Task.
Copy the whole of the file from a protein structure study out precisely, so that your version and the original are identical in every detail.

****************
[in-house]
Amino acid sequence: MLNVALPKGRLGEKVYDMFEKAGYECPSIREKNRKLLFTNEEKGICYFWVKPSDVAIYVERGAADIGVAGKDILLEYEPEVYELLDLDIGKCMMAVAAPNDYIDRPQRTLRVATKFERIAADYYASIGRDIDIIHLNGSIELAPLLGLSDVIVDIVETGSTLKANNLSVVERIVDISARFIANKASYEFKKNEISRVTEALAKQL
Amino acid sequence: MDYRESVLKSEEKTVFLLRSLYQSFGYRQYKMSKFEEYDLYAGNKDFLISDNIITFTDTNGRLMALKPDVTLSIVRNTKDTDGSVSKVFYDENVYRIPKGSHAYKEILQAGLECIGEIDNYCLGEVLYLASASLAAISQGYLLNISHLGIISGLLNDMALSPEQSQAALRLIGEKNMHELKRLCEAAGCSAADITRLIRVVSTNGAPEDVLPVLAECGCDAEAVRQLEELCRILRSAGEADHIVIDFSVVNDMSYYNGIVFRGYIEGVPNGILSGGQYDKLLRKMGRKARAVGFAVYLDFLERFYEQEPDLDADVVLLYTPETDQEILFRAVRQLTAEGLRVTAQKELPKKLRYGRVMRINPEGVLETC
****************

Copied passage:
[in-house]
Amino acid sequence: MLNVALPKGRLGEKVYDMFEKAGYECPSIREKNRKLLFTNEEKGICYFWVKPSDVAIYVERGAADIGVAGKDILLEYEPEVYELLDLDIGKCMMAVAAPNDYIDRPQRTLRVATKFERIAADYYASIGRDIDIIHLNGSIELAPLLGLSDVIVDIVETGSTLKANNLSVVERIVDISARFIANKASYEFKKNEISRVTEALAKQL
Amino acid sequence: MDYRESVLKSEEKTVFLLRSLYQSFGYRQYKMSKFEEYDLYAGNKDFLISDNIITFTDTNGRLMALKPDVTLSIVRNTKDTDGSVSKVFYDENVYRIPKGSHAYKEILQAGLECIGEIDNYCLGEVLYLASASLAAISQGYLLNISHLGIISGLLNDMALSPEQSQAALRLIGEKNMHELKRLCEAAGCSAADITRLIRVVSTNGAPEDVLPVLAECGCDAEAVRQLEELCRILRSAGEADHIVIDFSVVNDMSYYNGIVFRGYIEGVPNGILSGGQYDKLLRKMGRKARAVGFAVYLDFLERFYEQEPDLDADVVLLYTPETDQEILFRAVRQLTAEGLRVTAQKELPKKLRYGRVMRINPEGVLETC